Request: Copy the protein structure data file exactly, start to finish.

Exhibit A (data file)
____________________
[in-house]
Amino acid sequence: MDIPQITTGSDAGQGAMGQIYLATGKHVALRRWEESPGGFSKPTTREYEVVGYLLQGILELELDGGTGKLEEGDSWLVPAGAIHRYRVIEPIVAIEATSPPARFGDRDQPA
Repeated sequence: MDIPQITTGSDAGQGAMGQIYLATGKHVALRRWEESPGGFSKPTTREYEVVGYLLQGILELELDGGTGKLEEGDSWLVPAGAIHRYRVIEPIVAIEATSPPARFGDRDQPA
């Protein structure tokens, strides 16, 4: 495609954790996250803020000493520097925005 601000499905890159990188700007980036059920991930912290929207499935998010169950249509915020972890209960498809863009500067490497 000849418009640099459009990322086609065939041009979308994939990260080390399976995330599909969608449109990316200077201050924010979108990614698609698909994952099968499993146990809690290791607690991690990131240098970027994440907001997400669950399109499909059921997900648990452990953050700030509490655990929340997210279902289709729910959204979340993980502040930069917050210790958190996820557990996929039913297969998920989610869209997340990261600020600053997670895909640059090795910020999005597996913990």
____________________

[in-house]
Amino acid sequence: MDIPQITTGSDAGQGAMGQIYLATGKHVALRRWEESPGGFSKPTTREYEVVGYLLQGILELELDGGTGKLEEGDSWLVPAGAIHRYRVIEPIVAIEATSPPARFGDRDQPA
Repeated sequence: MDIPQITTGSDAGQGAMGQIYLATGKHVALRRWEESPGGFSKPTTREYEVVGYLLQGILELELDGGTGKLEEGDSWLVPAGAIHRYRVIEPIVAIEATSPPARFGDRDQPA
């Protein structure tokens, strides 16, 4: 495609954790996250803020000493520097925005 601000499905890159990188700007980036059920991930912290929207499935998010169950249509915020972890209960498809863009500067490497 000849418009640099459009990322086609065939041009979308994939990260080390399976995330599909969608449109990316200077201050924010979108990614698609698909994952099968499993146990809690290791607690991690990131240098970027994440907001997400669950399109499909059921997900648990452990953050700030509490655990929340997210279902289709729910959204979340993980502040930069917050210790958190996820557990996929039913297969998920989610869209997340990261600020600053997670895909640059090795910020999005597996913990």